• Alteration center of gravity >> Problems with balance (10ly lower limb amputees)

    • Hyperextension of knee & lumbar spine

    • Early detection is key 20 decreased sensation in limb

    • Athletes may compete using prostheses but no other assistive device

    Jeffrey A. Zlotnick, MD CAQ NJ Academy of Family Physicians


    Visual impairment1

    Visual Impairment

    • Partial sight to total blindness

      • Legal blindness: acuity < 20/200, visual field < 200

  • No related physical disabilities except due to lack of experience with certain activities

  • Modifications to equipment, rules & strategy may be required

    • Tactile & audio clues

    • Tethers or guide wires

    • Step & stroke counting

    • Guides

  • Jeffrey A. Zlotnick, MD CAQ NJ Academy of Family Physicians


    Hearing impairment

    Hearing Impairment

    • Tend not to consider themselves disabled

      • “Subculture” of society

    • Variations:

      • Mild: threshold 27-40 dB

      • Profound: threshold > 90 dB

    • Behavioral disorders 20 communication challenges

    • No related physical disabilities except due to lack of experience with certain activities

    Jeffrey A. Zlotnick, MD CAQ NJ Academy of Family Physicians


    Seizures

    Seizures

    • Common in athletes with developmental disabilities

    • Familiarity with meds & side effects

      • Attention span & cognitive impairment

    • Decreased potential for seizures w/ exercise

      • Metabolic acidosis due to lactate buildup & incomplete respiratory compensation

      • Decreased pH >> Stabilizes neuromembranes

    • Good control must be obtained prior to participation in activities

    • Be prepared as with ALL athletes

    Jeffrey A. Zlotnick, MD CAQ NJ Academy of Family Physicians


    Insulin dependant diabetes

    Insulin Dependant Diabetes

    • Need to monitor glucose:

      • 30 min before activity

      • Immediately before activity

      • Every 30-45 min during activity

    • Ideal pre-exercise range is 120-180 mg/dl

      • > 200 mg/dl: Postpone & take extra insulin to get glucose levels down 1st

      • Exercise with elevated glucose will cause levels to RISE further which can lead to increased diuresis, dehydration, and keto-acidosis

    Jeffrey A. Zlotnick, MD CAQ NJ Academy of Family Physicians


    Insulin adjustments

    Insulin Adjustments

    • Moderate exercise:

      • AM activity reduce Reg by 25%

      • PM activity reduce Reg by 25% as well as NPH or Long Acting

    • Strenuous or Long Term:

      • AM activity reduce Reg by 50%

      • PM activity reduce Reg by 50% as well as NPH or Long Acting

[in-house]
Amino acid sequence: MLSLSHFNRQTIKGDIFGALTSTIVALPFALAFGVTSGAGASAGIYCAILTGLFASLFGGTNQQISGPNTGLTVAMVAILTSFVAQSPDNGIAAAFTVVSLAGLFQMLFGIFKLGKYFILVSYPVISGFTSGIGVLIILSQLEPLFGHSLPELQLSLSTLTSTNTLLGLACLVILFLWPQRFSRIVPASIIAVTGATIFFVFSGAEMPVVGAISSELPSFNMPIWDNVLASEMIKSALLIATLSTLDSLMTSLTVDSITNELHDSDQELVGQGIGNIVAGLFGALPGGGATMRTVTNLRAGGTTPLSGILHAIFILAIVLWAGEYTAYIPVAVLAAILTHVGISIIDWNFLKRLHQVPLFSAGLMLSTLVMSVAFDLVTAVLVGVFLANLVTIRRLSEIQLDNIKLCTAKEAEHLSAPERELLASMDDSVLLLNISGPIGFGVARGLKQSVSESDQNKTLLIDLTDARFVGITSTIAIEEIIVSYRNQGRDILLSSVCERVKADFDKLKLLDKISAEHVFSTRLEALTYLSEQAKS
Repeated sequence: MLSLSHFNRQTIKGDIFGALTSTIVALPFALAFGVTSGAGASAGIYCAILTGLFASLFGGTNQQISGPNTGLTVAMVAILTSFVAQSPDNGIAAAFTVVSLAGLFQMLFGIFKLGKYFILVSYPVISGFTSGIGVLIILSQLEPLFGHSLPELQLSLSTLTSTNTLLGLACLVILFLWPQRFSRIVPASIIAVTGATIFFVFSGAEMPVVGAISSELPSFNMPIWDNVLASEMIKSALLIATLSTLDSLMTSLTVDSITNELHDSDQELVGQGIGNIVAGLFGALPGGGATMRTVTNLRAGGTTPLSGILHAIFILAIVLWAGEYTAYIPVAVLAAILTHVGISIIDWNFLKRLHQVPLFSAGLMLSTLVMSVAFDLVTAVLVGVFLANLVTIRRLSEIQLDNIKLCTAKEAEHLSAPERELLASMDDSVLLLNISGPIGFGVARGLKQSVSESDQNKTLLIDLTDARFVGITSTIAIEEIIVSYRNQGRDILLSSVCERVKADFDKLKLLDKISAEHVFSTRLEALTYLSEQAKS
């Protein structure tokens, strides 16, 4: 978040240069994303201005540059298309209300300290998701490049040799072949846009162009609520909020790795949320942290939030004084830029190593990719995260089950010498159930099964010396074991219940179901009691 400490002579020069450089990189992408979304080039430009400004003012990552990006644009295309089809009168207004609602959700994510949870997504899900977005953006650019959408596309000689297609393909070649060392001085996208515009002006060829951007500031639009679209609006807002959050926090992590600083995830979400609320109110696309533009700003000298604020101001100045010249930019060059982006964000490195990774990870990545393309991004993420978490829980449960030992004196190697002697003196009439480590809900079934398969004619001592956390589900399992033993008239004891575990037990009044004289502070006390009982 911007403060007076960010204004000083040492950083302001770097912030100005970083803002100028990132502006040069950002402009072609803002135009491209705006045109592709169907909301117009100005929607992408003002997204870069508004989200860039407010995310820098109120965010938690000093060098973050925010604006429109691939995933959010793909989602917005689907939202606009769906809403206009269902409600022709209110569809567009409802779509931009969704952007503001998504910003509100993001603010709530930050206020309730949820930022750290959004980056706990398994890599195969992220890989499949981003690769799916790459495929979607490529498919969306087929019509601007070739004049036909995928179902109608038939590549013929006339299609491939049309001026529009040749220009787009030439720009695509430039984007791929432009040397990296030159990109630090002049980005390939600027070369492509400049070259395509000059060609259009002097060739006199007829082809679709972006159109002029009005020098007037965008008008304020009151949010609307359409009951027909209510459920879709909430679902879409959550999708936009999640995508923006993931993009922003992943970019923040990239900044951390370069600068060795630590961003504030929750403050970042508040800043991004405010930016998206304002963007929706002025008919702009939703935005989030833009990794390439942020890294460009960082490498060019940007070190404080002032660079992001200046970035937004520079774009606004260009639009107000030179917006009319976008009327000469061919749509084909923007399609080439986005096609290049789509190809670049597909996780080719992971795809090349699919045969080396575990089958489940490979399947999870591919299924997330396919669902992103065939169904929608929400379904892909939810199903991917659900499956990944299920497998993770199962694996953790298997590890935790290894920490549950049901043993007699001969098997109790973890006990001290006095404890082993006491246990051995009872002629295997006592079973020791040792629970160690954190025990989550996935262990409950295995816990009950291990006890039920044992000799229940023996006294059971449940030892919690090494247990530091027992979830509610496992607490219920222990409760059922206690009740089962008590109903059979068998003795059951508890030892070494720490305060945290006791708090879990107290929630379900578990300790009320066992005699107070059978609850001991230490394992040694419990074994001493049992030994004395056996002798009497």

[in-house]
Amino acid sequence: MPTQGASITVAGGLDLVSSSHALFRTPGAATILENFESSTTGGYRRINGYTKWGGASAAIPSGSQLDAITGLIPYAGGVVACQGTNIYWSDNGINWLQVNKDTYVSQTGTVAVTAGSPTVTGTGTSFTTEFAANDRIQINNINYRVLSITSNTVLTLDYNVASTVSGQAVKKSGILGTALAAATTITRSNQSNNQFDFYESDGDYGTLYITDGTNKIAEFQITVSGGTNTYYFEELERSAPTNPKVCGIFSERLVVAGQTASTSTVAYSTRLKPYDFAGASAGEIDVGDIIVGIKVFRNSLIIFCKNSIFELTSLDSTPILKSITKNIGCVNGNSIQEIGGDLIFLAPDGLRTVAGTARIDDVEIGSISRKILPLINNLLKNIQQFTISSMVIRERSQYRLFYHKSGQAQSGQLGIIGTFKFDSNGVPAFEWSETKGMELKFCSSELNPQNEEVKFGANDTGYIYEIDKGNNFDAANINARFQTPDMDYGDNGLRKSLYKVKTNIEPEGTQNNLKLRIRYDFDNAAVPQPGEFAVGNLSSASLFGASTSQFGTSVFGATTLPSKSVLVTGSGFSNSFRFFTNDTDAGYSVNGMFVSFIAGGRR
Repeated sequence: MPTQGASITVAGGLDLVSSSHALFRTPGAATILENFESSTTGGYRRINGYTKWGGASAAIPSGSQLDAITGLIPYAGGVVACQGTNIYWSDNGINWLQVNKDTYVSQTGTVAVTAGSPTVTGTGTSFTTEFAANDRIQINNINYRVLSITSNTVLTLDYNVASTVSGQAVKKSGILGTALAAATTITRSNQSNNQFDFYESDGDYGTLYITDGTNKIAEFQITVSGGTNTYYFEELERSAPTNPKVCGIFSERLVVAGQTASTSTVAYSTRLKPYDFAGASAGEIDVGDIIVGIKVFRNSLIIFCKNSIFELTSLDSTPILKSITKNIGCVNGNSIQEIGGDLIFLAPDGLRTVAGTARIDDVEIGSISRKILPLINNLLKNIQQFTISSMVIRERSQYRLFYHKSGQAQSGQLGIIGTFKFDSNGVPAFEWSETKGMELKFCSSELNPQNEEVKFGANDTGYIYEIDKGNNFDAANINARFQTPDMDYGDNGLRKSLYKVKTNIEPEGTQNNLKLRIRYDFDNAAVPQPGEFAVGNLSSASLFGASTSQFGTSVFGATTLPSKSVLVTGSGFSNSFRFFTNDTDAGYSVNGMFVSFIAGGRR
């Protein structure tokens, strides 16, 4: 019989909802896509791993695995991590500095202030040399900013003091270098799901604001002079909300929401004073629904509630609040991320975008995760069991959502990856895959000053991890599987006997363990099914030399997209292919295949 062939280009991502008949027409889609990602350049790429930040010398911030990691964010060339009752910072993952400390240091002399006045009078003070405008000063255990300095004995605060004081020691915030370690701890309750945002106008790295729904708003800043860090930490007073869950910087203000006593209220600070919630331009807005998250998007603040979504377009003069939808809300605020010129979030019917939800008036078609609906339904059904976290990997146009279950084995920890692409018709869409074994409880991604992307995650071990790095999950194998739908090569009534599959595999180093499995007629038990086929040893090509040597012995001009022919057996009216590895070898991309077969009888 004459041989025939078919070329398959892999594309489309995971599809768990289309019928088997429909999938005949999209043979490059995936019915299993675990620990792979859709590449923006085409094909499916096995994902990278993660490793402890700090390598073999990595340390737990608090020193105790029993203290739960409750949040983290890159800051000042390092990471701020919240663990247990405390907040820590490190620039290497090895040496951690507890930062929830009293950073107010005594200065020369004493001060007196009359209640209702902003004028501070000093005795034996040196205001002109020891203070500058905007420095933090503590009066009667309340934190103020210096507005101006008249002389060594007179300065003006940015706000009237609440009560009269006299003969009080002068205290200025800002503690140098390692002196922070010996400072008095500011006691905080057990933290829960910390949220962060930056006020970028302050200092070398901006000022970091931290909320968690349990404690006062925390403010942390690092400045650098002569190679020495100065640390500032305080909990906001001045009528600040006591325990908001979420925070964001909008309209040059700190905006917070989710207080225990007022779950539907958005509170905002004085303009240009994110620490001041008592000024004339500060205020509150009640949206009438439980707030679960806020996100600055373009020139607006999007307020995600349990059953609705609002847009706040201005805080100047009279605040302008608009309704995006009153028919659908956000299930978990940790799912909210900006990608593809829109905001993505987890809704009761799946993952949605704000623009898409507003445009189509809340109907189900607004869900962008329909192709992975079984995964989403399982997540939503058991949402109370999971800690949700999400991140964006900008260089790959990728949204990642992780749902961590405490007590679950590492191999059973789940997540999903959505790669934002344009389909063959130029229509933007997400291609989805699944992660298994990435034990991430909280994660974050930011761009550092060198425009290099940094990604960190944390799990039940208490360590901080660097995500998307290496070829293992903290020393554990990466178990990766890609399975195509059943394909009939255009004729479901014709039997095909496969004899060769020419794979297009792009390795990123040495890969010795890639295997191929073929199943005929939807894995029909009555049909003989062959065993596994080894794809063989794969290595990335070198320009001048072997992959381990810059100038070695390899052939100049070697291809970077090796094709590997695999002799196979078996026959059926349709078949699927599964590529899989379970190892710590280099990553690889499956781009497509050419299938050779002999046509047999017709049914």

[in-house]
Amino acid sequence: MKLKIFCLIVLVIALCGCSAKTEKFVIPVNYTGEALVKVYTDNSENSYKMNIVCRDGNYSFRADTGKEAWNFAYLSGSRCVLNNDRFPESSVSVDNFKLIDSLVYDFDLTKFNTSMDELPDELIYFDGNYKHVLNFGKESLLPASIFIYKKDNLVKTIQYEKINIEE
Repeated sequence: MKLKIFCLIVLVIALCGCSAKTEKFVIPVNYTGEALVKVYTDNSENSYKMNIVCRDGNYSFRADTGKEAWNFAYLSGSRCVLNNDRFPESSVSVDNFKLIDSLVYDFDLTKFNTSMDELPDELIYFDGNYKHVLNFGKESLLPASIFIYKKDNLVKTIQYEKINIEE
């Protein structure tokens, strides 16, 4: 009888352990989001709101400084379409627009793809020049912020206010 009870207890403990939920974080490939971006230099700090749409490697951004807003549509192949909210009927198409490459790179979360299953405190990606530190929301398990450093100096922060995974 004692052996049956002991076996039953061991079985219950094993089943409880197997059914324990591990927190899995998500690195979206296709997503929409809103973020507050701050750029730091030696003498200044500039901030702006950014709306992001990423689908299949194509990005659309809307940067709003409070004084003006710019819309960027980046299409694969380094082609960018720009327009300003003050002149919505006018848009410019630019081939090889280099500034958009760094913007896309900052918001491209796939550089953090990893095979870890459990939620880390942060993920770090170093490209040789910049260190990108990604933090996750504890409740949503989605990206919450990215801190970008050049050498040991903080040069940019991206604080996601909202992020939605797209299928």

• Insulin pumps or Glargine: as above

    • Liberal hydration

      • < 1hr: water alone OK

      • > 1hr: think Na+ replacement

        • (Sport drinks: remember they contain CHO!!)


    Complications

    Complications

    • Autonomic dysfunction

      • Avoid power lifting 20 bradycardia & syncope

      • Increased hot & cold intolerance

    • Hyperglycemia: treat & watch for KA

    • Hypoglycemia

      • Tremors, sweating, palpitations, pallor, hunger

      • Long acting CHO’s, glucagons

    • Late onset hypoglycemia: 6-28 hrs later

      • Replace glycogen w/in 1 hr of activity

      • Avoid activity near intermediate insulin peaks

      • Use long-acting to avoid peaks

      • Watch for Neuro-glypenic Syndrome

    Jeffrey A. Zlotnick, MD CAQ NJ Academy of Family Physicians


    Special concerns

    Special Concerns

    • Some problems out of scope of practice for Family Physicians:

      • Dental disease

      • Complex Cardiac problems

      • Advanced Orthopedic problems

      • Ophthalmic problems

    • Need to establish referral network of physicians

    Jeffrey A. Zlotnick, MD CAQ NJ Academy of Family Physicians


    Special concerns1

    Special Concerns

    • Podiatric problems: difficulty finding good athletic shoes that fit

      • Pes planus

    • Toenail fungus

    • Tinea & groin abscesses

    • Orthostatic hypotension

    Jeffrey A. Zlotnick, MD CAQ NJ Academy of Family Physicians


    Healthy athletes initiative medfest

    Healthy Athletes InitiativeMedFest

    NJ Academy of Family Physicians

    &

    Special Olympics NJ


    Healthy athletes initiative

    Healthy Athletes Initiative

    March 9, 2003: the first MedFest occurred in Lawrenceville, NJ. This model has been copied by a number of other organizations

    August 2005: an agreement was signed between SOI and AAFP

    March 2011: Over 600 athletes have been certified to participate that otherwise would have never had the opportunity

    Jeffrey A. Zlotnick, MD CAQ NJ Academy of Family Physicians


    Some pictures from medfest 1 before we start

    Some Pictures From MedFest 1:Before We Start…

    Jeffrey A. Zlotnick, MD CAQ NJ Academy of Family Physicians


    Registration

    Registration

    Jeffrey A. Zlotnick, MD CAQ NJ Academy of Family Physicians


    Vitals

    Vitals

    Jeffrey A. Zlotnick, MD CAQ NJ Academy of Family Physicians


    History review

    History Review

    Jeffrey A. Zlotnick, MD CAQ NJ Academy of Family Physicians


    Heart lung

    Heart & Lung

    Jeffrey A. Zlotnick, MD CAQ NJ Academy of Family Physicians


    Orthopedic

    Orthopedic

    Jeffrey A. Zlotnick, MD CAQ NJ Academy of Family Physicians


    Ear nose throat

    Ear, Nose & Throat

    Jeffrey A. Zlotnick, MD CAQ NJ Academy of Family Physicians


    Check out

    Check out!

    Jeffrey A. Zlotnick, MD CAQ NJ Academy of Family Physicians


    Thank you

    Thank you!!

    Jeffrey A. Zlotnick, MD CAQ NJ Academy of Family Physicians